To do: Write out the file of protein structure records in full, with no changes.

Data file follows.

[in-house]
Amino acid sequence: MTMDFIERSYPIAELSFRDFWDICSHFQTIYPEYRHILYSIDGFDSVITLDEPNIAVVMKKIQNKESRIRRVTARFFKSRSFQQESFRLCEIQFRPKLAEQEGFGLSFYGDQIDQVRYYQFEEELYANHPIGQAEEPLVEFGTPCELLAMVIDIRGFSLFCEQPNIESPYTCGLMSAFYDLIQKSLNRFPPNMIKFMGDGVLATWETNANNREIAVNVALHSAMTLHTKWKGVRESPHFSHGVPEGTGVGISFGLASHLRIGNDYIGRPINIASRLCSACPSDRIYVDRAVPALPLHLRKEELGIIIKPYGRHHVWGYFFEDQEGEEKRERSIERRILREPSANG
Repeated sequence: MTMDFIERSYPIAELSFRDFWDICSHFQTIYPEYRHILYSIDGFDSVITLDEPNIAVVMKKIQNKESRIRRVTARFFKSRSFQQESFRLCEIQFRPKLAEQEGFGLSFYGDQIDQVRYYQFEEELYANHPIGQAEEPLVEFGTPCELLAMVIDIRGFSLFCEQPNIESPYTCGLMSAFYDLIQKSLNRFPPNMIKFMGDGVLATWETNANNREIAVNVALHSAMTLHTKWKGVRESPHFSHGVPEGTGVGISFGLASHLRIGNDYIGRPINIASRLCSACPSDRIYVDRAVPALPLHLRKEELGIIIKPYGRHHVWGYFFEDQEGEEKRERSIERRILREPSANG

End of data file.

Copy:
[in-house]
Amino acid sequence: MTMDFIERSYPIAELSFRDFWDICSHFQTIYPEYRHILYSIDGFDSVITLDEPNIAVVMKKIQNKESRIRRVTARFFKSRSFQQESFRLCEIQFRPKLAEQEGFGLSFYGDQIDQVRYYQFEEELYANHPIGQAEEPLVEFGTPCELLAMVIDIRGFSLFCEQPNIESPYTCGLMSAFYDLIQKSLNRFPPNMIKFMGDGVLATWETNANNREIAVNVALHSAMTLHTKWKGVRESPHFSHGVPEGTGVGISFGLASHLRIGNDYIGRPINIASRLCSACPSDRIYVDRAVPALPLHLRKEELGIIIKPYGRHHVWGYFFEDQEGEEKRERSIERRILREPSANG
Repeated sequence: MTMDFIERSYPIAELSFRDFWDICSHFQTIYPEYRHILYSIDGFDSVITLDEPNIAVVMKKIQNKESRIRRVTARFFKSRSFQQESFRLCEIQFRPKLAEQEGFGLSFYGDQIDQVRYYQFEEELYANHPIGQAEEPLVEFGTPCELLAMVIDIRGFSLFCEQPNIESPYTCGLMSAFYDLIQKSLNRFPPNMIKFMGDGVLATWETNANNREIAVNVALHSAMTLHTKWKGVRESPHFSHGVPEGTGVGISFGLASHLRIGNDYIGRPINIASRLCSACPSDRIYVDRAVPALPLHLRKEELGIIIKPYGRHHVWGYFFEDQEGEEKRERSIERRILREPSANG